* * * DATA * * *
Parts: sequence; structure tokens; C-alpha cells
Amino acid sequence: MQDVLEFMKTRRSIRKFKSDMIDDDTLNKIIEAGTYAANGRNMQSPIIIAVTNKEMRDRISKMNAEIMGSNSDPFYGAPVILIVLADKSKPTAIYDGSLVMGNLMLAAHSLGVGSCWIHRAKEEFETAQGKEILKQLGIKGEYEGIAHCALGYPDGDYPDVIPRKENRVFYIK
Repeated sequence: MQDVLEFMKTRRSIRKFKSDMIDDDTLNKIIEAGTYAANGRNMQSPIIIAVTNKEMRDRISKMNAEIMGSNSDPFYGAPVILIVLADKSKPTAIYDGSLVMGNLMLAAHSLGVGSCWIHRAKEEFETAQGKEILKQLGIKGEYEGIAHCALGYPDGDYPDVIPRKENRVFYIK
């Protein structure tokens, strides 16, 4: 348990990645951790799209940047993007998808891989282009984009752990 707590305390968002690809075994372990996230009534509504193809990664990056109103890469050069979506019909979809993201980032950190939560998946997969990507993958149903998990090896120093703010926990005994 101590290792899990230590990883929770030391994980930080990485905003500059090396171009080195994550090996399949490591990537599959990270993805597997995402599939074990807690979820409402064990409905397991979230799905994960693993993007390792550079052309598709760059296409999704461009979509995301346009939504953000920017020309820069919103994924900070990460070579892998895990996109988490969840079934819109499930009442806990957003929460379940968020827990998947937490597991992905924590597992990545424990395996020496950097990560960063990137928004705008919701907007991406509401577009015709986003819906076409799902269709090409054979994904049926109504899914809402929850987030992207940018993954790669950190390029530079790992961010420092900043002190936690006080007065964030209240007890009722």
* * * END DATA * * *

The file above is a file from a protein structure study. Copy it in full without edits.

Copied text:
Parts: sequence; structure tokens; C-alpha cells
Amino acid sequence: MQDVLEFMKTRRSIRKFKSDMIDDDTLNKIIEAGTYAANGRNMQSPIIIAVTNKEMRDRISKMNAEIMGSNSDPFYGAPVILIVLADKSKPTAIYDGSLVMGNLMLAAHSLGVGSCWIHRAKEEFETAQGKEILKQLGIKGEYEGIAHCALGYPDGDYPDVIPRKENRVFYIK
Repeated sequence: MQDVLEFMKTRRSIRKFKSDMIDDDTLNKIIEAGTYAANGRNMQSPIIIAVTNKEMRDRISKMNAEIMGSNSDPFYGAPVILIVLADKSKPTAIYDGSLVMGNLMLAAHSLGVGSCWIHRAKEEFETAQGKEILKQLGIKGEYEGIAHCALGYPDGDYPDVIPRKENRVFYIK
């Protein structure tokens, strides 16, 4: 348990990645951790799209940047993007998808891989282009984009752990 707590305390968002690809075994372990996230009534509504193809990664990056109103890469050069979506019909979809993201980032950190939560998946997969990507993958149903998990090896120093703010926990005994 101590290792899990230590990883929770030391994980930080990485905003500059090396171009080195994550090996399949490591990537599959990270993805597997995402599939074990807690979820409402064990409905397991979230799905994960693993993007390792550079052309598709760059296409999704461009979509995301346009939504953000920017020309820069919103994924900070990460070579892998895990996109988490969840079934819109499930009442806990957003929460379940968020827990998947937490597991992905924590597992990545424990395996020496950097990560960063990137928004705008919701907007991406509401577009015709986003819906076409799902269709090409054979994904049926109504899914809402929850987030992207940018993954790669950190390029530079790992961010420092900043002190936690006080007065964030209240007890009722």